The college offers an array of programmes, both undergraduate and post graduates including professional programmes. Most of the programmes at the college are offered in collaboration with international universities such as University of Derby, University of Sunderland and as well as Sheffield Hallam University which are United Kingdom institutions.
Locally, BAC collaborates with other tertiary institutions such as Francistown College of Technical and Vocational Education (FCTVE) for hospitality programmes.
Partnering with international universities of repute was not by chance. “Most of the top universities choose wisely whom to partner with, and when taunting possible collaboration, a thorough assessment is done,” says the college executive director.
The business model used by BAC, as Lesolle explains, is that the collaboration with other academic houses offers their students opportunity to sit for the same examinations as their counterparts in other universities abroad, giving them high chances of being employed.
Lesolle, a chartered accountant by profession, believes the school is equipped with all what it takes to contribute to the economy. The staff and facilities are of world standards.
What sets BAC apart from other colleges or universities is that, the school offers degrees which are more like applied sciences. “What you learn in the classroom is what you will ultimately apply,” says Lesolle, adding that this has given them the opportunity to move to masters’ programmes. These programmes, he says, are a progression which offers people particularly those in position of leadership an opportunity to enhance their skills and play a better role in the economy.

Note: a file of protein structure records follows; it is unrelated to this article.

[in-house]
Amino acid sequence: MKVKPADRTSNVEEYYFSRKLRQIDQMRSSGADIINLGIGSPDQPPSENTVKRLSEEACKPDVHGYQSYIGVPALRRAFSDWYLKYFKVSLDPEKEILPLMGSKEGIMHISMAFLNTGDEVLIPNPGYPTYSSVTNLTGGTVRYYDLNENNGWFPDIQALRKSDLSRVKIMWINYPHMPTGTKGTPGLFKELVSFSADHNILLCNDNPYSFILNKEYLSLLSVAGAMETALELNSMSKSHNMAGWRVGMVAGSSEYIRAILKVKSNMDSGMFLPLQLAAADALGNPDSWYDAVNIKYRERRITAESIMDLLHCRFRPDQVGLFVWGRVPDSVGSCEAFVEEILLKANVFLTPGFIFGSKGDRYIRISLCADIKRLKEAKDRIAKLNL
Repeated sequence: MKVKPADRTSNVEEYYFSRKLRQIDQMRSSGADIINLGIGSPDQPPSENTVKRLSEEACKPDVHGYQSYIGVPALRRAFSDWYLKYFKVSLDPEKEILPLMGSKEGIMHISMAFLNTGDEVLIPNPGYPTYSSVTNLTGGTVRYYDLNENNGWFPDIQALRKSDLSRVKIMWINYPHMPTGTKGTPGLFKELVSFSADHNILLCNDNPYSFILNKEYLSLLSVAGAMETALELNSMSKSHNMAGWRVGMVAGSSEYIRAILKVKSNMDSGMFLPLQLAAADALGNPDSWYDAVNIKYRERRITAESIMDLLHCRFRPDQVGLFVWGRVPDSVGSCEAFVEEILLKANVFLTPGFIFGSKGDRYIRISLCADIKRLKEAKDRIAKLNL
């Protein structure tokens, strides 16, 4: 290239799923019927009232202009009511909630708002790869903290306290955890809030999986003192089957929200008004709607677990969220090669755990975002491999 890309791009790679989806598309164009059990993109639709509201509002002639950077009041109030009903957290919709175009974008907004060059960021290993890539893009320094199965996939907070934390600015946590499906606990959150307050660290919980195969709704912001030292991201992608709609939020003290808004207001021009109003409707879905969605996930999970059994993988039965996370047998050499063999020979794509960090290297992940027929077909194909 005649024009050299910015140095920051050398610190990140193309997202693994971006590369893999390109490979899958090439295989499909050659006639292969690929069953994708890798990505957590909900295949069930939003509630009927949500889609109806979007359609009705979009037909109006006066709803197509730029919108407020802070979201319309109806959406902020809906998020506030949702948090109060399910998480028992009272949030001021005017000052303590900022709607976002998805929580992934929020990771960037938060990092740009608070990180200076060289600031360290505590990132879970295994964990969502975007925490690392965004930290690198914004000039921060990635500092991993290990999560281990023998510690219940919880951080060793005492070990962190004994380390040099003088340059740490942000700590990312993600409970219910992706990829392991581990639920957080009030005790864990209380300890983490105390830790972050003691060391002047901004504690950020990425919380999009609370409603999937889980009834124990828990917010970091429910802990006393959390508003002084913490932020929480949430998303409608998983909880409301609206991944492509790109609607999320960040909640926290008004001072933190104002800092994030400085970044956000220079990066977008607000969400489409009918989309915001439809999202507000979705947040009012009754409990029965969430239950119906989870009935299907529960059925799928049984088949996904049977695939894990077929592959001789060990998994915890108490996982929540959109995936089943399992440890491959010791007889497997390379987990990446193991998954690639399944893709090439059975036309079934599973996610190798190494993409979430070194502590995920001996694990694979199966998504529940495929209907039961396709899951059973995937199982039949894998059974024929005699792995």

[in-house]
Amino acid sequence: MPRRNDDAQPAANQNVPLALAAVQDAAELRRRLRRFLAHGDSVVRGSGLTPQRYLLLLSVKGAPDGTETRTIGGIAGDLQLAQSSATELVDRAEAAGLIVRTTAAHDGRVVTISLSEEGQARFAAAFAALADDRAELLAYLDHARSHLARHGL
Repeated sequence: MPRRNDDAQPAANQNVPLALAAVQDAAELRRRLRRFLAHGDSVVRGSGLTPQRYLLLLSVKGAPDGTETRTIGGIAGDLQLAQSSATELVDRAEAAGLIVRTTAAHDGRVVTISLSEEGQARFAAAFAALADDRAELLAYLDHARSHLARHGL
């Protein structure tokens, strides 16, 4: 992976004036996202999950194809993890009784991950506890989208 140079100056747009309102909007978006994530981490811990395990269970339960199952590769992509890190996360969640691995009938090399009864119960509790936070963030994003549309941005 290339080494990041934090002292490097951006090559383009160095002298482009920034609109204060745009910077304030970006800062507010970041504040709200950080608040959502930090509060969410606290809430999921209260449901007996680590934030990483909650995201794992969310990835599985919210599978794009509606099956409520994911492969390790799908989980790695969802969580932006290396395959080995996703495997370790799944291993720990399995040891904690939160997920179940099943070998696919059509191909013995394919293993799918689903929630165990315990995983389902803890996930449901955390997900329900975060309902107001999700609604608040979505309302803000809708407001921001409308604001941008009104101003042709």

Lesolle notes that people who have gone through the BAC corporate learning have went on to apply themselves powerfully in their respective organisations as a result of tailor made programmes catered for them.
The school recently went into partnership with Public Procurement and Asset Disposal Board (PPADB) which has seen BAC starting to offer short courses on the basics of public procurement. The course is not only limited to those who seek further progression, but was recently expanded to cater for the general public.
Lesolle discloses that the college will in the next r two months launch a new programme, Banking and Finance degree in collaboration with Sheffield Hallam University
Not only does the college prides itself with offering the best corporate learning but is also a citadel of knowledge in several academic fields which enables it to keep on churning out employable and market ready graduates who are needed by the economy.
The college, which today boosts of more than 5000 students in both the Gaborone and Francistown campus, has grown in leaps and bounds from just less than 1000 students five years ago. “This shows how much we have grown as an institution in the last five years or so,” Lesolle notes.